The U.S. Department of Justice is reminding federal bankruptcy officials that they cannot assist in liquidating or restructuring any businesses involving marijuana.
Trustees administering bankruptcy proceedings “shall move to dismiss or object in all cases involving marijuana assets on grounds that such assets may not be administered under the Bankruptcy Code,” Clifford J. White III, director of the Justice Department’s Trustee Program, wrote in a memo issued on Wednesday.
“In recent months, we have noticed an increase in the number of bankruptcy cases involving marijuana assets,” White wrote to the more than 1,100 private trustees who administer bankruptcy cases across the country. “This is to reiterate and emphasize the importance of prompt notification to your United States Trustee whenever you uncover a marijuana asset in a case assigned to you. Our goal is to ensure that trustees are not placed in the untenable position of violating federal law by liquidating, receiving proceeds from, or in any way administering marijuana assets.”
The directive from White, who has run the Trustees Program since the George W. Bush administration, is more of a reminder of the federal government’s existing position than an announcement of an entirely new policy.
In webpage summary accompanying the new letter, the Justice Department says that it has “long taken the position that debtors with assets or income derived from marijuana may not proceed through the bankruptcy system,” adding that the White’s memo “seeks to ensure the uniform application of the bankruptcy laws by making sure that all of the private trustees know about and adhere to this longstanding policy.”
The Trustee Program is has been described as a “watchdog over the bankruptcy process.” There are 21 regional U.S. trustees, appointed by the U.S. attorney general to five-year terms, who are responsible for appointing and supervising the private trustees who primarily handle individual cases.
The U.S. trustees are required by law to refer information on potential criminal activity to federal prosecutors.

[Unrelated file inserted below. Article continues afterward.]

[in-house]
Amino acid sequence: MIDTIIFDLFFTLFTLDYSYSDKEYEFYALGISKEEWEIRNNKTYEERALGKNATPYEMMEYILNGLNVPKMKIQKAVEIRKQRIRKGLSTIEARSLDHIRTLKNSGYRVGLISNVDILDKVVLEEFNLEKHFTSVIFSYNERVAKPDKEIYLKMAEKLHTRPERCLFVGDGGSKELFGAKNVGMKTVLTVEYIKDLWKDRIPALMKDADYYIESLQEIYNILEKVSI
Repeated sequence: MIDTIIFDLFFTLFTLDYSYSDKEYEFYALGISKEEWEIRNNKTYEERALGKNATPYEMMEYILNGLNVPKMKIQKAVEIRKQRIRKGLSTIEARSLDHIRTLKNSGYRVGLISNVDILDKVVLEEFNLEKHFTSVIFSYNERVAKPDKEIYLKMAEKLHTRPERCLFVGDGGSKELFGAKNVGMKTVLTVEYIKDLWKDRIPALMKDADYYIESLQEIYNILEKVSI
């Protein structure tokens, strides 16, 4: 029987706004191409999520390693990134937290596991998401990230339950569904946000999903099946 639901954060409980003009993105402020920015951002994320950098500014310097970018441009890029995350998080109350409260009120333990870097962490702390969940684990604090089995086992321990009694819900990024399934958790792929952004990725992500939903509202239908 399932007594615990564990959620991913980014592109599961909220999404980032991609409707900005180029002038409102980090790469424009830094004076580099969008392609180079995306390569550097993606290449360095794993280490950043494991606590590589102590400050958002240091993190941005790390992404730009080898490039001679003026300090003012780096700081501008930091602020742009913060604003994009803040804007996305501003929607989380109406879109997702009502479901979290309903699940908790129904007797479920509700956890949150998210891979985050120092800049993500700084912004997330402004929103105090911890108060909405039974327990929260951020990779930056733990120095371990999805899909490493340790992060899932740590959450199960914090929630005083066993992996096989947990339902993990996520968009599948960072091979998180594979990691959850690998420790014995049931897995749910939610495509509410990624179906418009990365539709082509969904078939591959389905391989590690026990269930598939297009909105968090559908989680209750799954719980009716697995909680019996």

In a new Frequently Asked Questions document, the Justice Department spells out the sticky situation that marijuana business owners seeking bankruptcy protection face:
“Consumer debtors who own marijuana plants or products may seek a discharge of their debts in return for giving up those assets to a trustee who would sell those assets to pay back creditors. In other cases, the debtors may seek to use the bankruptcy laws to rehabilitate an ongoing marijuana business, or may propose to use marijuana profits to fund a payment plan to their creditors. In all of these cases, the debtors’ actions are impermissible because they enlist the aid of the federal bankruptcy system to facilitate the sale of a federally proscribed controlled substance.”
The Department further explains that “there often are many grounds for the [Trustee Program] to dismiss a marijuana case” or take other action:
“For example, the law does not allow a consumer or business to confirm a bankruptcy repayment plan that contemplates and relies on activity forbidden by law. For example, funding a plan from income derived from a substance that is illegal under the Controlled Substances Act would be a means forbidden by law. Similarly, a trustee may not sell marijuana because selling a controlled substance violates federal law.”
A number of courts have already ruled against marijuana business owners seeking bankruptcy protection.
The new bankruptcy memo comes amid growing uncertainty about the Trump administration’s overall approach to marijuana.
Whereas the Obama administration in its second term generally allowed states to implement their own cannabis laws largely without federal interference in according with a Justice Department directive known as the “Cole Memo,” current U.S. Attorney General Jeff Sessions is a vocal opponent of legalization.
As a candidate, President Trump repeatedly pledged to respect state marijuana laws, but Press Secretary Sean Spicer said in February that he expects to see “greater enforcement” of federal prohibition policies.
Sessions has called the Cole Memo “valuable” and “valid,” but earlier this month officially launched a process to review federal marijuana enforcement policy. A decision is not expected until after late July, when a task force is set to issue recommendations to the attorney general.
For now, White told trustees that he appreciates their “continued and heightened attention to our directive for prompt notification of all cases involving marijuana assets.”